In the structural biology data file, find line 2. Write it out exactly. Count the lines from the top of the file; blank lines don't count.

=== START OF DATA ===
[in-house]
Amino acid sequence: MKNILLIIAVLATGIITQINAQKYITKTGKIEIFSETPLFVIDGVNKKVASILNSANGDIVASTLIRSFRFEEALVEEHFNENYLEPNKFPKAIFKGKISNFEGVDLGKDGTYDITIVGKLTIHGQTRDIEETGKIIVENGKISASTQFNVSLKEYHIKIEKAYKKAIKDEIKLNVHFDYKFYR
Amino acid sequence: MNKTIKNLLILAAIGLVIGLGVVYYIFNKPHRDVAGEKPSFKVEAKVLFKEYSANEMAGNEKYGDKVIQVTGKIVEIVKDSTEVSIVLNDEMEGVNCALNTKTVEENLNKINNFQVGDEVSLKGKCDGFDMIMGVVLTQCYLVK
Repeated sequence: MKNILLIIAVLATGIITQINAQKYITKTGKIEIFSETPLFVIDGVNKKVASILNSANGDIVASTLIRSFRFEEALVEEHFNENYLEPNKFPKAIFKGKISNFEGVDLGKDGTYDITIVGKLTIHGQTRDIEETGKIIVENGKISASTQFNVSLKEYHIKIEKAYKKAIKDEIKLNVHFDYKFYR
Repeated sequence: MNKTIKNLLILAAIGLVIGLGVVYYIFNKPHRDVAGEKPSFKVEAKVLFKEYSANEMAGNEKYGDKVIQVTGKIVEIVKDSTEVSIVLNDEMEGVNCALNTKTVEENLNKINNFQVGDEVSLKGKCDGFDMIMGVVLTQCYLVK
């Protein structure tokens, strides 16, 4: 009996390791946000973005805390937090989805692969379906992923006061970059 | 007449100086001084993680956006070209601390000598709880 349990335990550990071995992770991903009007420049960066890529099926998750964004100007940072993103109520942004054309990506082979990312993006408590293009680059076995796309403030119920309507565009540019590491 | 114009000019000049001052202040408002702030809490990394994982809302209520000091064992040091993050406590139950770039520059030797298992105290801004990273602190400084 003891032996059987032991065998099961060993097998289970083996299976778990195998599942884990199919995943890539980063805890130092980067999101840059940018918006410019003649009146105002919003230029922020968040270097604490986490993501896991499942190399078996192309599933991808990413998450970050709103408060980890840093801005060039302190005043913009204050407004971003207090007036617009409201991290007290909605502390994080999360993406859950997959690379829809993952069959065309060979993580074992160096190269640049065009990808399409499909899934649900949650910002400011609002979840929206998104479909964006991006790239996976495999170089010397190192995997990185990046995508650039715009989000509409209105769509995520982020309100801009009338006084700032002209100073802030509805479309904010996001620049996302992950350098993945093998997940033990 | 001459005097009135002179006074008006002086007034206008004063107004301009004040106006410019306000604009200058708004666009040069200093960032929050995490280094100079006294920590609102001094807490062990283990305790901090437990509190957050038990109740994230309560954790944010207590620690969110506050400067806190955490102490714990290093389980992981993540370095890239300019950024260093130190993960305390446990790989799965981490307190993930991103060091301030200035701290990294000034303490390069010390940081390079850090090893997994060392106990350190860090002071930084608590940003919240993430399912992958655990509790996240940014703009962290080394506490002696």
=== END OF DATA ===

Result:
Amino acid sequence: MKNILLIIAVLATGIITQINAQKYITKTGKIEIFSETPLFVIDGVNKKVASILNSANGDIVASTLIRSFRFEEALVEEHFNENYLEPNKFPKAIFKGKISNFEGVDLGKDGTYDITIVGKLTIHGQTRDIEETGKIIVENGKISASTQFNVSLKEYHIKIEKAYKKAIKDEIKLNVHFDYKFYR